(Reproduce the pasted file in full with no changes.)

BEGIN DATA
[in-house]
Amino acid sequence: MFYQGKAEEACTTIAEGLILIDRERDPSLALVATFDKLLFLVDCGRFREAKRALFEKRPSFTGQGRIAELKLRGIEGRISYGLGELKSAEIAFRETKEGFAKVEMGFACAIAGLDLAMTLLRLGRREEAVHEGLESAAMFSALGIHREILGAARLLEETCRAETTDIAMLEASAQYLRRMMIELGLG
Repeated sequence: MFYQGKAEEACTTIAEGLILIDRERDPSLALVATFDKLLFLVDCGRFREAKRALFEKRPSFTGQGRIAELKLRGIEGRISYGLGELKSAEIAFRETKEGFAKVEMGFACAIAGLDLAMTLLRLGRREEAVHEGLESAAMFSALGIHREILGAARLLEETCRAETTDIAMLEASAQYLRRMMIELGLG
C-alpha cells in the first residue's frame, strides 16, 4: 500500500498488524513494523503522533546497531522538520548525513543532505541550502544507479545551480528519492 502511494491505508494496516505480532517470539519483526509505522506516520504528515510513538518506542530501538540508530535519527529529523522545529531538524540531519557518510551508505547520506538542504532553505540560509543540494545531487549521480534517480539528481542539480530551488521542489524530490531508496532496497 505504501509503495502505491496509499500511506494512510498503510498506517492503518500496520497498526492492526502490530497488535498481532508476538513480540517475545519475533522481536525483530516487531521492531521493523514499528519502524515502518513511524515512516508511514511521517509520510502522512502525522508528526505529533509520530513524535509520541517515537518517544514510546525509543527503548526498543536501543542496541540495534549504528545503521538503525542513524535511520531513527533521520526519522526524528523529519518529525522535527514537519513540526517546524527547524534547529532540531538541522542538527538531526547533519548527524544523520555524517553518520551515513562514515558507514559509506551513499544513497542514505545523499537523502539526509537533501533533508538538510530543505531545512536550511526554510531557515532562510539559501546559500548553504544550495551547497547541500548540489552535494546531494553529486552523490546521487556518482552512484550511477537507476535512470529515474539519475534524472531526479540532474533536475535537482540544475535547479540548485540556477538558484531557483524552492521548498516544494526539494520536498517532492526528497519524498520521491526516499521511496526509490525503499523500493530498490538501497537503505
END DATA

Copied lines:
[in-house]
Amino acid sequence: MFYQGKAEEACTTIAEGLILIDRERDPSLALVATFDKLLFLVDCGRFREAKRALFEKRPSFTGQGRIAELKLRGIEGRISYGLGELKSAEIAFRETKEGFAKVEMGFACAIAGLDLAMTLLRLGRREEAVHEGLESAAMFSALGIHREILGAARLLEETCRAETTDIAMLEASAQYLRRMMIELGLG
Repeated sequence: MFYQGKAEEACTTIAEGLILIDRERDPSLALVATFDKLLFLVDCGRFREAKRALFEKRPSFTGQGRIAELKLRGIEGRISYGLGELKSAEIAFRETKEGFAKVEMGFACAIAGLDLAMTLLRLGRREEAVHEGLESAAMFSALGIHREILGAARLLEETCRAETTDIAMLEASAQYLRRMMIELGLG
C-alpha cells in the first residue's frame, strides 16, 4: 500500500498488524513494523503522533546497531522538520548525513543532505541550502544507479545551480528519492 502511494491505508494496516505480532517470539519483526509505522506516520504528515510513538518506542530501538540508530535519527529529523522545529531538524540531519557518510551508505547520506538542504532553505540560509543540494545531487549521480534517480539528481542539480530551488521542489524530490531508496532496497 505504501509503495502505491496509499500511506494512510498503510498506517492503518500496520497498526492492526502490530497488535498481532508476538513480540517475545519475533522481536525483530516487531521492531521493523514499528519502524515502518513511524515512516508511514511521517509520510502522512502525522508528526505529533509520530513524535509520541517515537518517544514510546525509543527503548526498543536501543542496541540495534549504528545503521538503525542513524535511520531513527533521520526519522526524528523529519518529525522535527514537519513540526517546524527547524534547529532540531538541522542538527538531526547533519548527524544523520555524517553518520551515513562514515558507514559509506551513499544513497542514505545523499537523502539526509537533501533533508538538510530543505531545512536550511526554510531557515532562510539559501546559500548553504544550495551547497547541500548540489552535494546531494553529486552523490546521487556518482552512484550511477537507476535512470529515474539519475534524472531526479540532474533536475535537482540544475535547479540548485540556477538558484531557483524552492521548498516544494526539494520536498517532492526528497519524498520521491526516499521511496526509490525503499523500493530498490538501497537503505